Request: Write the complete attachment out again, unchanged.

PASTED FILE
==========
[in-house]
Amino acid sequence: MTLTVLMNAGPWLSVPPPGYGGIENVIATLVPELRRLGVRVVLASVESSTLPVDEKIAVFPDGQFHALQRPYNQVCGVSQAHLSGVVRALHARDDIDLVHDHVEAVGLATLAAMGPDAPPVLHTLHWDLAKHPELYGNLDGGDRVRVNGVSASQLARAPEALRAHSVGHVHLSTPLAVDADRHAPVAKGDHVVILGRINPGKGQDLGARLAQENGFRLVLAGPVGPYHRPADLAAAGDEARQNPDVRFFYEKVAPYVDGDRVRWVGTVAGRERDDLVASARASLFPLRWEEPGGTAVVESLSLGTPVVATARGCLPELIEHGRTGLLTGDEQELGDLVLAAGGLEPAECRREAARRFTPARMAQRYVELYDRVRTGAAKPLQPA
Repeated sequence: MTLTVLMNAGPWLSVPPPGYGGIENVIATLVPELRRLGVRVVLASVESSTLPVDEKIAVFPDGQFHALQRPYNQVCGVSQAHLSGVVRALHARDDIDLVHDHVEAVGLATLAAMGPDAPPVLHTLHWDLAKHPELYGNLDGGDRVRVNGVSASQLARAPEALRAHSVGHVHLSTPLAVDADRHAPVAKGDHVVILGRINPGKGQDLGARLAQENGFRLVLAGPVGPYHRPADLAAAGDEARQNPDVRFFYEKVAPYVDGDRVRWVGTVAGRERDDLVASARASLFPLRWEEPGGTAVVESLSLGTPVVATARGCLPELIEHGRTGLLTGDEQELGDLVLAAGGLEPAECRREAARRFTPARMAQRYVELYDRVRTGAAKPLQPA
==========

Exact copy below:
[in-house]
Amino acid sequence: MTLTVLMNAGPWLSVPPPGYGGIENVIATLVPELRRLGVRVVLASVESSTLPVDEKIAVFPDGQFHALQRPYNQVCGVSQAHLSGVVRALHARDDIDLVHDHVEAVGLATLAAMGPDAPPVLHTLHWDLAKHPELYGNLDGGDRVRVNGVSASQLARAPEALRAHSVGHVHLSTPLAVDADRHAPVAKGDHVVILGRINPGKGQDLGARLAQENGFRLVLAGPVGPYHRPADLAAAGDEARQNPDVRFFYEKVAPYVDGDRVRWVGTVAGRERDDLVASARASLFPLRWEEPGGTAVVESLSLGTPVVATARGCLPELIEHGRTGLLTGDEQELGDLVLAAGGLEPAECRREAARRFTPARMAQRYVELYDRVRTGAAKPLQPA
Repeated sequence: MTLTVLMNAGPWLSVPPPGYGGIENVIATLVPELRRLGVRVVLASVESSTLPVDEKIAVFPDGQFHALQRPYNQVCGVSQAHLSGVVRALHARDDIDLVHDHVEAVGLATLAAMGPDAPPVLHTLHWDLAKHPELYGNLDGGDRVRVNGVSASQLARAPEALRAHSVGHVHLSTPLAVDADRHAPVAKGDHVVILGRINPGKGQDLGARLAQENGFRLVLAGPVGPYHRPADLAAAGDEARQNPDVRFFYEKVAPYVDGDRVRWVGTVAGRERDDLVASARASLFPLRWEEPGGTAVVESLSLGTPVVATARGCLPELIEHGRTGLLTGDEQELGDLVLAAGGLEPAECRREAARRFTPARMAQRYVELYDRVRTGAAKPLQPA